University of Oregon
Class Notes
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1940s

After graduation, Rosalie (Calef) Willett ’45 moved to Hawaii to teach. She met her husband and together they raised three children. Now living in Thibodaux, Louisiana, Willett keeps on rooting for the UO despite having some LSU grads in the family.



1950s

Jack Borsting, MA ’52, PhD ’60, received the University of Southern California’s Faculty Lifetime Achievement Award. Borsting is professor and dean emeritus of USC’s Marshall School of Business. Previously, he served as assistant secretary of defense at the Department of Defense. 

On December 1, Robert S. Summers ’55 taught his last class of a five-decade career. Summers began his career as a UO law professor before moving to Cornell University in 1969, where he taught for the following forty-two years. Outside the classroom, Summers coauthored the Uniform Commercial Code (West Publishing Co., 1972).



1960s

Joe M. Fischer ’60, MFA ’63, recently completed a portrait of nine-year-old Luke Tomasik and received a commission for a portrait of Laszlo Ledenyi-Hanko to be dedicated in Hungary next year.

Richard S. Nystrom Sr. ’60 attended the UO from 1953 to 1960. He has written seven books, which he describes as “quirky fiction” and “neophilosophy.” Look for Nystrom on the road with his Oregon license plate “Rik Luv,” a tribute to one of his protagonists.

Photo: Watercolor landscape painting by Ruth Lotz. COURTESY RUTH LOTZ

CLASS NOTABLE

Ruth Lotz ’48 is an accomplished painter who, at eighty-nine, considers low vision a part of her evolution as an artist. She was diagnosed seven years ago with age-related macular degeneration. Her paintings will be on display at the National Institutes of Health’s Clinical Center in Bethesda, Maryland, until July 8. In May, the National Eye Institute held a reception to recognize Lotz for her accomplishments.

Alaby Blivet ’63 and Sara Lee Cake ’45 traveled to London for the recent royal wedding. In their luxurious Savoy Hotel suite overlooking the Thames, the couple watched Prince William and Kate Middleton wed on television. As the Archbishop of Canterbury intoned the solemn words of the ceremony, Blivet and Cake joyfully renewed their own vows.

Starting mid-June, Don Clark ’66 will be the new station manager of KERI-AM 1410 Christian Radio in Bakersfield, California. For the previous twenty years he worked as senior news anchor of the local CBS affiliate station.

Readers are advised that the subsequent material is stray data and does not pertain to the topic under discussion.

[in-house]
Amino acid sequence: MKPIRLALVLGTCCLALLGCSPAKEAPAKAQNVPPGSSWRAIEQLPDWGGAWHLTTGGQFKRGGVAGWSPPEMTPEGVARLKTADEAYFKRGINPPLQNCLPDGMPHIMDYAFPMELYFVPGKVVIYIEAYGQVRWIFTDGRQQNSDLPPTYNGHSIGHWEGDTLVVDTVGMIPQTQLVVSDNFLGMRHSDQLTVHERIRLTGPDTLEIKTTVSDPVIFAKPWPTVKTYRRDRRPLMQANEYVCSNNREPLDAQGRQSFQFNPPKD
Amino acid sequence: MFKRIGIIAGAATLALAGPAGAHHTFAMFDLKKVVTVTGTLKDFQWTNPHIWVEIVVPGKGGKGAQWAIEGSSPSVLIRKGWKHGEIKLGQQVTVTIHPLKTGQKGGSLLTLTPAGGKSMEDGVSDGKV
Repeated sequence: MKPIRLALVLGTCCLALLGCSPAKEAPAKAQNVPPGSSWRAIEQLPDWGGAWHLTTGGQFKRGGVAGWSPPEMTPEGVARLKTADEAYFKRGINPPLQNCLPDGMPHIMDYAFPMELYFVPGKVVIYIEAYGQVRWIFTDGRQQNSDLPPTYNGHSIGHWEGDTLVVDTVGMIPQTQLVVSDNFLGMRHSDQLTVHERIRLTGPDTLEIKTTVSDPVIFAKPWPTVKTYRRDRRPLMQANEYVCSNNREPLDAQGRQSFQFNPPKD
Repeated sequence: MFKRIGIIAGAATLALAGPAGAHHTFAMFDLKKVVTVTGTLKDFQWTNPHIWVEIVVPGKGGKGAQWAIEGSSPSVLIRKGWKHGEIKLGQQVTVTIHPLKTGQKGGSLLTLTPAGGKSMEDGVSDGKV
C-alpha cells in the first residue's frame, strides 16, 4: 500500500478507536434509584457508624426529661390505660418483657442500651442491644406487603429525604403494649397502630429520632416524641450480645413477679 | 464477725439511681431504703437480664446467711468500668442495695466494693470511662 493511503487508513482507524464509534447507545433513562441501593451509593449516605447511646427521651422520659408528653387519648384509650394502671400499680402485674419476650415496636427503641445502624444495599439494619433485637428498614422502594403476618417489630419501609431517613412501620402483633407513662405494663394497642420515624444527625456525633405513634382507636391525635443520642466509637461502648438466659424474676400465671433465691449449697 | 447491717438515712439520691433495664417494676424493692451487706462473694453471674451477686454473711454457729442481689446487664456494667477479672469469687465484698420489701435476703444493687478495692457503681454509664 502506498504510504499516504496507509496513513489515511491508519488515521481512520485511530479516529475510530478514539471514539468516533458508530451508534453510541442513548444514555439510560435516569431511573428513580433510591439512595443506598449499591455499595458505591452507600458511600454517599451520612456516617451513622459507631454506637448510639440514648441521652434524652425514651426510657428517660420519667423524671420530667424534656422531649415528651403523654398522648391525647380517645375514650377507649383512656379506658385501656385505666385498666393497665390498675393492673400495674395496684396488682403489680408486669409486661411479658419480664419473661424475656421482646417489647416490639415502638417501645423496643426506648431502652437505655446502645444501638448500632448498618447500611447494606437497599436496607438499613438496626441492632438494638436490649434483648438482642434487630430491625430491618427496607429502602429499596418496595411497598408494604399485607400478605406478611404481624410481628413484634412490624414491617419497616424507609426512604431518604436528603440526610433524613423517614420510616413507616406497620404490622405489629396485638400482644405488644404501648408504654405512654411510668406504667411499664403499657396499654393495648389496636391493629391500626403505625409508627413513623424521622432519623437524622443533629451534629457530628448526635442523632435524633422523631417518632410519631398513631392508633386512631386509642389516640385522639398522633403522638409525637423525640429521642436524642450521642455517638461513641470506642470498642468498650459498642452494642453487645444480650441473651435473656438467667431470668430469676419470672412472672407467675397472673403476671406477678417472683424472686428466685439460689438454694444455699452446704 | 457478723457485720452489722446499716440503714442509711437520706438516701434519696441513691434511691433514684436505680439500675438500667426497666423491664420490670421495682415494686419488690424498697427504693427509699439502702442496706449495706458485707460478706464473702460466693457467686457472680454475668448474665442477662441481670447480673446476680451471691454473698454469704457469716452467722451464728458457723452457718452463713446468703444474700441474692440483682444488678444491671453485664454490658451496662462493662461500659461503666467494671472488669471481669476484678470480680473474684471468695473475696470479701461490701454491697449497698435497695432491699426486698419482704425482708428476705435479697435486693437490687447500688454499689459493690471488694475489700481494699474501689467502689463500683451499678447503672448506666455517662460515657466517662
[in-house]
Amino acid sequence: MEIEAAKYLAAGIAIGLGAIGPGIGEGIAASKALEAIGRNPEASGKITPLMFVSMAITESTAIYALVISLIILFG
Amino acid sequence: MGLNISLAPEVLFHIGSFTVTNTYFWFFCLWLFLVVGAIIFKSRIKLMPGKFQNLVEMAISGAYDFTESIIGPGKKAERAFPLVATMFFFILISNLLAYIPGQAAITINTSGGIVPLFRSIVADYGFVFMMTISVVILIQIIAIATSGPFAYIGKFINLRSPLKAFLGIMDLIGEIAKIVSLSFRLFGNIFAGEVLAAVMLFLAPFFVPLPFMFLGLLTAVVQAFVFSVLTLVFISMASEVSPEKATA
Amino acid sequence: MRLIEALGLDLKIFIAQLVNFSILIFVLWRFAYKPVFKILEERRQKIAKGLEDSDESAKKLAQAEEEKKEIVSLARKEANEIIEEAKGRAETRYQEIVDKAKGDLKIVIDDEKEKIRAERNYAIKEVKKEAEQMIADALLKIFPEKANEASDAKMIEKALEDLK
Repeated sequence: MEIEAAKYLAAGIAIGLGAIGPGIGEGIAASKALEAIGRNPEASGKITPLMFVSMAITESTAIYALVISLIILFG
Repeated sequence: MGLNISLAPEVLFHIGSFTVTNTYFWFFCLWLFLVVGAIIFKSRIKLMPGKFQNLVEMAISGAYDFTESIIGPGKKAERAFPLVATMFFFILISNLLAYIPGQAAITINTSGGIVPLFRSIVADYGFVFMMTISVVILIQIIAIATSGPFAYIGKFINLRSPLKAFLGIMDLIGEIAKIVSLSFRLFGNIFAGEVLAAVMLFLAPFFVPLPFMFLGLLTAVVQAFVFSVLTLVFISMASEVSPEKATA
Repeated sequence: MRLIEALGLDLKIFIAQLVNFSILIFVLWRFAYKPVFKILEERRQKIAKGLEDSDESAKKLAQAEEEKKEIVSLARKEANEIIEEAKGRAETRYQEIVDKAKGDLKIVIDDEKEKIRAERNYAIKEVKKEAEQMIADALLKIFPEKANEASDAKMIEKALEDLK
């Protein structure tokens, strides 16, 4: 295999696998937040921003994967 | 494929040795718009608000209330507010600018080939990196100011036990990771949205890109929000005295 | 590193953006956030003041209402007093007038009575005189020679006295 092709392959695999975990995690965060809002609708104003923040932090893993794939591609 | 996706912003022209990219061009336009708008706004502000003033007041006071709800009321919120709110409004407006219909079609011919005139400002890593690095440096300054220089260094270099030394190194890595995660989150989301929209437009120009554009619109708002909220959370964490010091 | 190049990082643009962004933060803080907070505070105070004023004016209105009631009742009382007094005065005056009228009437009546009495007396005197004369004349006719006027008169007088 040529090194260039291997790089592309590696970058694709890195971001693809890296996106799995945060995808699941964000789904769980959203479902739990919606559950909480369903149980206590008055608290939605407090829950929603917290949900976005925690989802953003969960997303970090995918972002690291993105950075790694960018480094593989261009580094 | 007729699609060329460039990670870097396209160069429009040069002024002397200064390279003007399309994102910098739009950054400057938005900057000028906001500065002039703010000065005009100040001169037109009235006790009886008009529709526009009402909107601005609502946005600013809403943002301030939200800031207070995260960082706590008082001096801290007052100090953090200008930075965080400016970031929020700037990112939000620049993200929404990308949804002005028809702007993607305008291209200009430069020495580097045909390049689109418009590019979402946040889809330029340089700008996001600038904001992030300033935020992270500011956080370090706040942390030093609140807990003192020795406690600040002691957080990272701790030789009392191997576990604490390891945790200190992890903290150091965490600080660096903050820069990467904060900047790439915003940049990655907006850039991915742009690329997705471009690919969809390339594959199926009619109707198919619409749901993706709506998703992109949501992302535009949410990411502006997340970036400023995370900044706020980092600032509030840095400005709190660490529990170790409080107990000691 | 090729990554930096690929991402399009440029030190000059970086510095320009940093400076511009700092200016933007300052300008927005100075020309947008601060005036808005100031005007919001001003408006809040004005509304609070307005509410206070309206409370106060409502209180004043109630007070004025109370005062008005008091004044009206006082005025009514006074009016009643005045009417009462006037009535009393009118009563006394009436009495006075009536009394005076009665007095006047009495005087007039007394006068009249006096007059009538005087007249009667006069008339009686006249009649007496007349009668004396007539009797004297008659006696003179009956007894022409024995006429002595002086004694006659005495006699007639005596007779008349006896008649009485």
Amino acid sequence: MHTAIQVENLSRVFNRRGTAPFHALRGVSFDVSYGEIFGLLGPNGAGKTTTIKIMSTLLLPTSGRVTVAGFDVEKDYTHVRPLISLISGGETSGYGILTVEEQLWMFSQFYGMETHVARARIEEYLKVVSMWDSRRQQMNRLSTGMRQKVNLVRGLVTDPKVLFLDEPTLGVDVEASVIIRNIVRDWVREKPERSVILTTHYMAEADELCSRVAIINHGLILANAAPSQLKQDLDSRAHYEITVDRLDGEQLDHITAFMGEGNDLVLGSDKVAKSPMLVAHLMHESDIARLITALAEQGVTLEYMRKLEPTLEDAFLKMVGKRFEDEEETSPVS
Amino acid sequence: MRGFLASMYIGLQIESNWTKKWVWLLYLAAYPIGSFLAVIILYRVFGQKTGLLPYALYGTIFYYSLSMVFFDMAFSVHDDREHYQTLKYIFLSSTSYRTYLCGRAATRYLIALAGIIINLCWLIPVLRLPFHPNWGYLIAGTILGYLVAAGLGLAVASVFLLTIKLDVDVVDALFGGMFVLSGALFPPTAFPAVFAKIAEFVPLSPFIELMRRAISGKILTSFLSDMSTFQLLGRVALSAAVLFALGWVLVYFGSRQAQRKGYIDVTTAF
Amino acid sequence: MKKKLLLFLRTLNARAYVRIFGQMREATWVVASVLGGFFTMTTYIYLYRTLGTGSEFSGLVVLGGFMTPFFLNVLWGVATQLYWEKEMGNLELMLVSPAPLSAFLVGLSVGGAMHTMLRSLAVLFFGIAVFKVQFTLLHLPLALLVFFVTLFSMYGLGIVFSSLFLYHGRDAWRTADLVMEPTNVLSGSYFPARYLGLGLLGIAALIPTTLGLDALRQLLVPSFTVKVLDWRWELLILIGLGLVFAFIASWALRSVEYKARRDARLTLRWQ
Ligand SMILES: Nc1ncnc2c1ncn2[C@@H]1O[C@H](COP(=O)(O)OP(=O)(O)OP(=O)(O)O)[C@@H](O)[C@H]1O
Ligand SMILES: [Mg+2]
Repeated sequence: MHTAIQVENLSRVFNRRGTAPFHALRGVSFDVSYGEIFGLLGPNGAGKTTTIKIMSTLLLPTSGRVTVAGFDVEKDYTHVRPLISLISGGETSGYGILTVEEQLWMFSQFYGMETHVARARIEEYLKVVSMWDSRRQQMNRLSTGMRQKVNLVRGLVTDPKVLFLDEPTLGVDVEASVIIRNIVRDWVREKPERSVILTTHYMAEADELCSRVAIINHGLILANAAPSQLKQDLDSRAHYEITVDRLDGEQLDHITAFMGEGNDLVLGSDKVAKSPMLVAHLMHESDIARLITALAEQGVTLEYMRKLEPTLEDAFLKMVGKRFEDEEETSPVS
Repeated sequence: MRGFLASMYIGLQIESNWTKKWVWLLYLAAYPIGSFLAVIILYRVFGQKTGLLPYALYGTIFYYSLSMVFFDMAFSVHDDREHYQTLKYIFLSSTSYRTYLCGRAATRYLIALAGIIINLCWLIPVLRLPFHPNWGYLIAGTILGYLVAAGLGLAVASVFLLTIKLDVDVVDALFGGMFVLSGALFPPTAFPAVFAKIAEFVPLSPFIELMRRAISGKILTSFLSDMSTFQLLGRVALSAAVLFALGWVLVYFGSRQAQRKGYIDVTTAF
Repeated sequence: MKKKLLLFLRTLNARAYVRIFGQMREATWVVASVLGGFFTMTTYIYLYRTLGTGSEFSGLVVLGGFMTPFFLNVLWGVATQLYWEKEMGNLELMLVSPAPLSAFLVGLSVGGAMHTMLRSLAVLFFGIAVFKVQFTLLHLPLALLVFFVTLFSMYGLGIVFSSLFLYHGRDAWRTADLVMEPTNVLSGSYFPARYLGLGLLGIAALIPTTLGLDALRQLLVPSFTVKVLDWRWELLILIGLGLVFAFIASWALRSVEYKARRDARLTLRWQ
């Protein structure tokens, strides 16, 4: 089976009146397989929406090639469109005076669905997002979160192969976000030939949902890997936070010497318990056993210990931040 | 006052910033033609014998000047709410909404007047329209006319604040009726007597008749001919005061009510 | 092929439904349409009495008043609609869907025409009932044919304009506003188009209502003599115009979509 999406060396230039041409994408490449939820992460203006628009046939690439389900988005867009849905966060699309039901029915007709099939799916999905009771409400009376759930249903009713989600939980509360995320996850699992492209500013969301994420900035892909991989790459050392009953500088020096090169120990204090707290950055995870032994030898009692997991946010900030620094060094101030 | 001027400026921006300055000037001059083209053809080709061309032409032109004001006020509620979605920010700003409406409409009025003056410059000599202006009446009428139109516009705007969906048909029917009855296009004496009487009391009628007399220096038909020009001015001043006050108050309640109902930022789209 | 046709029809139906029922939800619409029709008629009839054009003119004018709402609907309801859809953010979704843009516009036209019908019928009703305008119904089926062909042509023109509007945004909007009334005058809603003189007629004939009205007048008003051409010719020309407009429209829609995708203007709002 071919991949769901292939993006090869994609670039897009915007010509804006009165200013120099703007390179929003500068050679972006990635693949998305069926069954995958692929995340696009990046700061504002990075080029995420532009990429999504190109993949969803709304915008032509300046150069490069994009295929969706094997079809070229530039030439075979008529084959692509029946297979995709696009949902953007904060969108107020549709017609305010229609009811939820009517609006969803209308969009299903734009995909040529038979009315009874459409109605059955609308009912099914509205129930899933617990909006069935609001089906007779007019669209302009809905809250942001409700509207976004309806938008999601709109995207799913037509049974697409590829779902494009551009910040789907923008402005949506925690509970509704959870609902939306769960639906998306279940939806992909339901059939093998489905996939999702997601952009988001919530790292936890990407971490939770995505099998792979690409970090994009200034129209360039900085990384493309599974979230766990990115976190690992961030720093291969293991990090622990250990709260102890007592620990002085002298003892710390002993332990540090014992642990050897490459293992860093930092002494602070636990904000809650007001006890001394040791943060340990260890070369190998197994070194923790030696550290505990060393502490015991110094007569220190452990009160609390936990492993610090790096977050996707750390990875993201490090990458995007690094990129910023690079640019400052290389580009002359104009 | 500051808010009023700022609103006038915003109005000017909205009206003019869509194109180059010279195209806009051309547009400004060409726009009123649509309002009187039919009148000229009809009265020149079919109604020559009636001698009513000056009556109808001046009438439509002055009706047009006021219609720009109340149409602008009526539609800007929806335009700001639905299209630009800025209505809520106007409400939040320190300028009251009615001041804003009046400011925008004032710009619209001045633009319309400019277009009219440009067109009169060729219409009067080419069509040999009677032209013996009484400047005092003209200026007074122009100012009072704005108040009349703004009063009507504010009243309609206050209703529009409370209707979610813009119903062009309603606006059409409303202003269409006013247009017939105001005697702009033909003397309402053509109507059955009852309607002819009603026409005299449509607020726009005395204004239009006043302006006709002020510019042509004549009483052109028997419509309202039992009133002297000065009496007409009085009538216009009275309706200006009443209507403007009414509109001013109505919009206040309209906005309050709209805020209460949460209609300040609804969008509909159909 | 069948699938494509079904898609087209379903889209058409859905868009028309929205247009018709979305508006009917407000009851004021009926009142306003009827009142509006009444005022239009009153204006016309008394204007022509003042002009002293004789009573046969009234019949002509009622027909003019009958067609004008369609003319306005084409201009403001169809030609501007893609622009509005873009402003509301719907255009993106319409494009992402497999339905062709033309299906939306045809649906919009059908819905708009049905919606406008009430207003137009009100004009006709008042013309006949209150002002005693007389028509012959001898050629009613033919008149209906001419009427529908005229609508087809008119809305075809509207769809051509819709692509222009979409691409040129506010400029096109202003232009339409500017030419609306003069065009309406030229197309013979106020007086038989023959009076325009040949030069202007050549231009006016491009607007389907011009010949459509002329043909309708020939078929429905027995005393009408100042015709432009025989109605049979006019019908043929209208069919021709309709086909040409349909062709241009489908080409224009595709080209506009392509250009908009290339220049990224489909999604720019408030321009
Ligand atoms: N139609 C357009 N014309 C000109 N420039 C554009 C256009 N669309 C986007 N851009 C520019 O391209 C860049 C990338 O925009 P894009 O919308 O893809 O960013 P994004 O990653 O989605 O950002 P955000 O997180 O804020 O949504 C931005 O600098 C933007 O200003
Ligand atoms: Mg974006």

Jeffry Cook ’66, MBA ’68, works as a regional director for Koch Companies in Fairbanks, Alaska. He also serves on the community boards of Fairbanks Hospital, Providence Health Services, and Alaska Airlines.

Steve Moore ’67 sends a sunny greeting from Mexico to all fellow Ducks. Moore lives on the shores of Lake Chapala in Ajijic, a village of less than 10,000, which is also the part-time home of Professor Emeritus John Leahy (mathematics). The two gathered with forty-five other Duck fans and alumni to watch this year’s BCS title game.

After thirteen years of volunteering for Habitat for Humanity in the Portland area, Terry Crawford ’67 received the Brauner Award, the organization’s highest distinction. Terry retired from Intel in 1999 and lives with his wife, Peggy, in Tigard.

Jonathan Stewart ’69, ’72 shares his story of four years spent trekking 2,650 miles along the Pacific Crest Trail in Pilgrimage To the Edge (Xlibris, 2010).




1970s

Photo: Daniel Max McLean  in the mountain region of Jeti Oguz. COURTESY VALERIE CAMPBELL

DUCKS AFIELD

After graduating with a degree in biology, Daniel Max McLean ’08 joined the Peace Corps as a health educator, serving in the Issyk Kul province of Kyrgyzstan in central Asia (in this shot he’s visiting the mountain region of Jeti Oguz). Returning to Oregon, he’s spent time working as a snowboard instructor at Mount Hood.